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UCLA

Life in Colors: the Chicano Canvas

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By Letisia Marquez '94

Published Apr 1, 2008 8:00 AM


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Photos by Mark Berndt

Chicano art doesn't always get the attention it deserves, and neither do Chicano artists. But both creators and creations have a passionate champion — UCLA scholar Chon Noriega, who, as adjunct curator, channels his lifelong passion into Phantom Sightings, the Los Angeles County Museum of Art's first exhibit of Chicano art in nearly two decades.

Most Chicago-area high school students take their girlfriends to a movie or a stroll through a mall, but when Chon Noriega planned dates growing up in the Windy City, he had a cultural destination in mind: the Art Institute of Chicago.

Noriega, now director of the UCLA Chicano Studies Research Center and an influential figure in Los Angeles' Chicano art community, said the first date he took to the museum couldn't stop raving about the museum's "Stack of Wheat" paintings by Claude Monet.

"Alas, the relationship soon ended," Noriega chuckles. "Turns out Monet can't buy you love."

Still, Noriega's passion for art — particularly Chicano art — remained, and today blazes as fiercely as ever. As head of the UCLA center, he's behind a flurry of arts-related projects, most notably the first exhibit of Chicano art in nearly two decades at the Los Angeles County Museum of Art (LACMA), titled Phantom Sightings: Art After the Chicano Movement.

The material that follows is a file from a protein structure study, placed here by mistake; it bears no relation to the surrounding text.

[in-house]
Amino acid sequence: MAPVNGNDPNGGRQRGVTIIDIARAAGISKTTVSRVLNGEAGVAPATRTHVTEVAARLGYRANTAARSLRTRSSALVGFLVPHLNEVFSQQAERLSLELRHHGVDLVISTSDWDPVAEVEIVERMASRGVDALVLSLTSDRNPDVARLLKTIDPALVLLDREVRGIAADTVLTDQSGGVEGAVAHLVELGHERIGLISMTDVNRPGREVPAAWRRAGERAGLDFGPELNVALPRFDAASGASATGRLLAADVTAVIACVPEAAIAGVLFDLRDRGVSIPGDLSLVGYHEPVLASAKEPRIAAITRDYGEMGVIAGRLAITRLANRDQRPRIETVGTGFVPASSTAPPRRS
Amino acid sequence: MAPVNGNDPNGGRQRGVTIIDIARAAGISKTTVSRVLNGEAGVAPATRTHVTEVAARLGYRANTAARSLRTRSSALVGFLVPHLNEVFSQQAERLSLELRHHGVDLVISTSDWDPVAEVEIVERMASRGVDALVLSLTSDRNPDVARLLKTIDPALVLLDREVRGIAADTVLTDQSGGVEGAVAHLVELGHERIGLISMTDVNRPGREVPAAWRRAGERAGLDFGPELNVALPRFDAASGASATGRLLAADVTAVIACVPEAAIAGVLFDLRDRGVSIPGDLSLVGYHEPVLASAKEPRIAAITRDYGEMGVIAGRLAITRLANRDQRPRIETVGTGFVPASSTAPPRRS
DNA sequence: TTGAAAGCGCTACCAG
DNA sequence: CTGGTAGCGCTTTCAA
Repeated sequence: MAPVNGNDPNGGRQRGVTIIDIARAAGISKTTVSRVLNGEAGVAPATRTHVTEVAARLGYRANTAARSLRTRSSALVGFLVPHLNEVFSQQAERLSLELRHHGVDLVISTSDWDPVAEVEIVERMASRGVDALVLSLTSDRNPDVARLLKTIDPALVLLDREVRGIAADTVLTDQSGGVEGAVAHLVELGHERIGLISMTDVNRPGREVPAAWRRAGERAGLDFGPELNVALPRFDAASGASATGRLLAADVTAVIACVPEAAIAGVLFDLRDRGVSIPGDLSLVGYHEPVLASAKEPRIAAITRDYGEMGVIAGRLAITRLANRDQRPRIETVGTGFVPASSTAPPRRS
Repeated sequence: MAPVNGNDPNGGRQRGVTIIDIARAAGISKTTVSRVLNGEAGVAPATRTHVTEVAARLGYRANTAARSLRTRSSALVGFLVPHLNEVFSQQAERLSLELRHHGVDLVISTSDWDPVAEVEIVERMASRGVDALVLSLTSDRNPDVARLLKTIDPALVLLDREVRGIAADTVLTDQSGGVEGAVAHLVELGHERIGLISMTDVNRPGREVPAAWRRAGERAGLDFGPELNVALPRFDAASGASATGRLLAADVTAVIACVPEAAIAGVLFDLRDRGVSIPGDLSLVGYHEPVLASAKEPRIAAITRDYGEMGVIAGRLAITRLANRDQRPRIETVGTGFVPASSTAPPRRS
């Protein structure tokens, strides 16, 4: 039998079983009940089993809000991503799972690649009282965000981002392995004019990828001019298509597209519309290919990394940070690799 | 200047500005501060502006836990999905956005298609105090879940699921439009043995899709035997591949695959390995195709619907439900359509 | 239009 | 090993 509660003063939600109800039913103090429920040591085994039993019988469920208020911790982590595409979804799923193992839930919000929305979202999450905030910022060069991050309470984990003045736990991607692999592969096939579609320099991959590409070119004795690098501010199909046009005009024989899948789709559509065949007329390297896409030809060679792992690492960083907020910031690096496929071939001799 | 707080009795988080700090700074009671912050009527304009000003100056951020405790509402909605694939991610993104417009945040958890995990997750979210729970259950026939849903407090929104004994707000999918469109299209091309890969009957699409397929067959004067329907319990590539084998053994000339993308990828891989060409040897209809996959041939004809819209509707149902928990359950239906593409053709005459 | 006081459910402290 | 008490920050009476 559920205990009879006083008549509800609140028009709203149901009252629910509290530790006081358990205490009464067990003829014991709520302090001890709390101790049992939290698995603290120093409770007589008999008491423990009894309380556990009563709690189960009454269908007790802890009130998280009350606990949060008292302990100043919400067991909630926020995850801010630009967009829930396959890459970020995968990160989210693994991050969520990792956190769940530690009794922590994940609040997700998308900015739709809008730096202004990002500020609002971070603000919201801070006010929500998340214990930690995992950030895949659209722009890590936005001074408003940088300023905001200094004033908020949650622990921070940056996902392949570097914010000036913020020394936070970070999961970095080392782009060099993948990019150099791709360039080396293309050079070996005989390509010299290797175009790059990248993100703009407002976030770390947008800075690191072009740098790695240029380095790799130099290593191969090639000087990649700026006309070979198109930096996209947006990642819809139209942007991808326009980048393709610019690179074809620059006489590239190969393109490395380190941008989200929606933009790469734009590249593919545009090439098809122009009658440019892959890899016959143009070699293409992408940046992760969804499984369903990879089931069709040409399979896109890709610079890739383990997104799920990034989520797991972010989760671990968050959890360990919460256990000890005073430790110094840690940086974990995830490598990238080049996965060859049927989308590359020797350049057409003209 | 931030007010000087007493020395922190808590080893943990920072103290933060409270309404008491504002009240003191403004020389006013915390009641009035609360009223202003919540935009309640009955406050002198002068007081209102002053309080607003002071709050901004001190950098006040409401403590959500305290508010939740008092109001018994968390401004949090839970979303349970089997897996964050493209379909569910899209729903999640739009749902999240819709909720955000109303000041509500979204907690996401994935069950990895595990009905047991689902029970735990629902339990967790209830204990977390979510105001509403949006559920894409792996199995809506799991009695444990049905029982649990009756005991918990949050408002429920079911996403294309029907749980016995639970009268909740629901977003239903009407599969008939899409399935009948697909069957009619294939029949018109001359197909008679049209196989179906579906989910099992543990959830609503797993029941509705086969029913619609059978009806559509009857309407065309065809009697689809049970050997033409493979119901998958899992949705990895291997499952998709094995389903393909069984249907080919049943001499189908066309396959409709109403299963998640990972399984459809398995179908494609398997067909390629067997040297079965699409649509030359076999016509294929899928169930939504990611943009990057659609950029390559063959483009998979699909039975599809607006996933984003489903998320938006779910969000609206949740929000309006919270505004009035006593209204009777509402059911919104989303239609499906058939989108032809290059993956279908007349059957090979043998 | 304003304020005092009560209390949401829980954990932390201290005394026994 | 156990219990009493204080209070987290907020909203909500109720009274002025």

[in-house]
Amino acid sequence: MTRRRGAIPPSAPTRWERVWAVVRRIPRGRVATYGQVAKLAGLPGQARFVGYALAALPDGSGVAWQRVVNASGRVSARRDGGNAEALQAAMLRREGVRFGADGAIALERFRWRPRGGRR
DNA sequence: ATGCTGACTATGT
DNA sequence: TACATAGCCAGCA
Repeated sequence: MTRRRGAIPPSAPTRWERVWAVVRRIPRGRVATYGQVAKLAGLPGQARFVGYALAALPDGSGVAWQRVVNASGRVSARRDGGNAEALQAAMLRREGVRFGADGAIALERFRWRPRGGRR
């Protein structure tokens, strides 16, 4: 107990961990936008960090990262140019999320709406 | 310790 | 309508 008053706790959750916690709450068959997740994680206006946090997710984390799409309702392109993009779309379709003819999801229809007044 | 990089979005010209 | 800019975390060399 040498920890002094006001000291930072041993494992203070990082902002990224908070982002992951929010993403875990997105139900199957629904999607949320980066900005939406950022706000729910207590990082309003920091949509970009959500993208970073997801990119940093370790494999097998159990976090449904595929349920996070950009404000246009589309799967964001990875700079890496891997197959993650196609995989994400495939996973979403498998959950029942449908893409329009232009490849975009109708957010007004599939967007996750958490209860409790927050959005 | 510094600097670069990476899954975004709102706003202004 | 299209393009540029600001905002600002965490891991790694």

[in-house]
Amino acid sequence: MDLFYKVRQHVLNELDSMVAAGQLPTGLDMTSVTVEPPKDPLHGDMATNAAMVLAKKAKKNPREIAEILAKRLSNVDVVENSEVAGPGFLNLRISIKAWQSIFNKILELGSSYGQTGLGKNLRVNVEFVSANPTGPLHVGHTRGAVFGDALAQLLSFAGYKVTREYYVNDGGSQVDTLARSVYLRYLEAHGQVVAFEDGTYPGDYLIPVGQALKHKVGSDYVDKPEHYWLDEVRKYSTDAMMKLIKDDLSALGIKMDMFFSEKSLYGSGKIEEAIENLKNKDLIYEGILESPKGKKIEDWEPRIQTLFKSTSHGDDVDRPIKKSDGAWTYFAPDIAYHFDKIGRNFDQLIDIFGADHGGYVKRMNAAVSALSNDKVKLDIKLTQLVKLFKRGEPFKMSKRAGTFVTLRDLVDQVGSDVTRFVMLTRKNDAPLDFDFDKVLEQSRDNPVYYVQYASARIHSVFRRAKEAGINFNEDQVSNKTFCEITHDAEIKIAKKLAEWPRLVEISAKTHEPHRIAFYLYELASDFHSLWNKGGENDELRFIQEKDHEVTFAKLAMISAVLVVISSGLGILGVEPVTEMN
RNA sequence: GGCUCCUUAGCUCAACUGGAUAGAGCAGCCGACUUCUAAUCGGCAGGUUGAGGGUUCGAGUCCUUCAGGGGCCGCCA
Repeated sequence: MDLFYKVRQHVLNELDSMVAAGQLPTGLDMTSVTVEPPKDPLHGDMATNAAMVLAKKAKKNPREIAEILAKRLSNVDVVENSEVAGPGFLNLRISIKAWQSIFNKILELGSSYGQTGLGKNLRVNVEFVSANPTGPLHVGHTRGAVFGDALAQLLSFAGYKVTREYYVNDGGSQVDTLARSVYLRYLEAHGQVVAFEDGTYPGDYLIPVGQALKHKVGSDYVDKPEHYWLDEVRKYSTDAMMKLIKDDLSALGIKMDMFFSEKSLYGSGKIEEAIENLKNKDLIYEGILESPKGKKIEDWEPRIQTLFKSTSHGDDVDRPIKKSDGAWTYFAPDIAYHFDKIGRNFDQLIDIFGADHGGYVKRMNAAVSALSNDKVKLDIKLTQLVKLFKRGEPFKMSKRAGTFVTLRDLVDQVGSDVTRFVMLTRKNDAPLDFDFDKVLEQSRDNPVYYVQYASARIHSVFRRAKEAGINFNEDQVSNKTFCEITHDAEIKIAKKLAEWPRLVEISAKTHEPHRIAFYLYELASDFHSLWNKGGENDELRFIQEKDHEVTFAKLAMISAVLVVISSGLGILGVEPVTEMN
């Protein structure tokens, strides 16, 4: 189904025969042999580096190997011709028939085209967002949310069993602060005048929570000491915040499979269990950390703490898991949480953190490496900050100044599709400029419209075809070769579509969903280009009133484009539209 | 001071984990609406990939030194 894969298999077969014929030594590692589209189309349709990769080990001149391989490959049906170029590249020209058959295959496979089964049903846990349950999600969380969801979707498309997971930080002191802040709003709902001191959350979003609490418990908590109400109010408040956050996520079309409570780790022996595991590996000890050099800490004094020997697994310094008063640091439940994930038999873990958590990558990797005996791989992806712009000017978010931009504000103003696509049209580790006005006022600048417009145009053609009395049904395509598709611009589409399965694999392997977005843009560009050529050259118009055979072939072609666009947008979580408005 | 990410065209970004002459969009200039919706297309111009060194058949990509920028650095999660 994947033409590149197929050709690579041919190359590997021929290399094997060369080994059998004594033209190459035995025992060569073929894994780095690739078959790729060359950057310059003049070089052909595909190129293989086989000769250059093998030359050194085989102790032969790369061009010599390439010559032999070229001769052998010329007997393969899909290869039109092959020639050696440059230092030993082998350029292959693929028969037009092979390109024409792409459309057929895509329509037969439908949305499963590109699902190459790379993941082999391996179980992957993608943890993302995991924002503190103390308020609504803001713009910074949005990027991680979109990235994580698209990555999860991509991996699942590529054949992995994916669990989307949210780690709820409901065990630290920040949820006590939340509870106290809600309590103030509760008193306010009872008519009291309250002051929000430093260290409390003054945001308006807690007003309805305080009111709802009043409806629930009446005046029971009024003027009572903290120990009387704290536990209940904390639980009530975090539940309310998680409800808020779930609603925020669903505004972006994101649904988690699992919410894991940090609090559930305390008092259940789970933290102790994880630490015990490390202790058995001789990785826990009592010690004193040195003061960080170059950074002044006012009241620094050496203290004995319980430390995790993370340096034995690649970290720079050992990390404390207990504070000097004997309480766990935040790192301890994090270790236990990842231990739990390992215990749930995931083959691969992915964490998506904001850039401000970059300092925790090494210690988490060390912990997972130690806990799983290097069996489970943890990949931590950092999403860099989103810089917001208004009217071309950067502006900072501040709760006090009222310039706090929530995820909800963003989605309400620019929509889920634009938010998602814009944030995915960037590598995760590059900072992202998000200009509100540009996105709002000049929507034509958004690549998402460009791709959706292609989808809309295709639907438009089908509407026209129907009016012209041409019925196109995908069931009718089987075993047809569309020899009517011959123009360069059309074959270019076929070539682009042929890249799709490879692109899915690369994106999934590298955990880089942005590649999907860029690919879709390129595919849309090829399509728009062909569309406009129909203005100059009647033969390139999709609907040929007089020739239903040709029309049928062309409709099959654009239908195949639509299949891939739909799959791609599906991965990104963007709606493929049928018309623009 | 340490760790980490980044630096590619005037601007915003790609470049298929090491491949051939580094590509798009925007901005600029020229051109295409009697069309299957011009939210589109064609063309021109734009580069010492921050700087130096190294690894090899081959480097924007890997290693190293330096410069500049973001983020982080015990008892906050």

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Christina Fernandez, Lavandería #4, 2002. Chromogenic development print mounted on Sintra. Fernandez documents evidence of vanished human presences in Los Angeles. Her photographs of lavanderías, or laundromats, capture brightly lit interiors that are curiously devoid of people. We see these spaces through the filter of the spray-painted and acid-etched graffiti on the windows.

The exhibit, which opens April 6 and ends Sept. 1 before traveling to other U.S. cities and Mexico, will feature 31 conceptual artists who explore such varied topics as the trees where Mexican Americans were lynched in the late 1800s and beauty salon art.

"What we tried to do with the exhibit is look at conceptually oriented art from the Chicano community across the nation," says Noriega, who is the exhibit's adjunct curator, one sunny morning in January on a patio between the venue's cavernous exhibit halls. "The artists we selected work in a range of nontraditional forms, from performance to installation to 'guerilla' interventions in urban space.

"Their work mixes references to local histories, popular culture, alternative music, modernist art, and even Pink Floyd," he adds. "These artists show how different things influence each other, rather than only making art about social protest or the high-art canon or something that is exceedingly personal."

Rita Gonzalez, lead curator for Phantom Sightings and a UCLA doctoral candidate in the Cinema and Media Studies program, says Noriega's relationship with Chicano artists nationwide and his knowledge of Latino history have proved invaluable to the exhibit.

"He has both a mind for art history and policy, which is somewhat rare," she says. "And because he can speak to different brokers — from art historians to policy makers — about art, he has become an important mediator."

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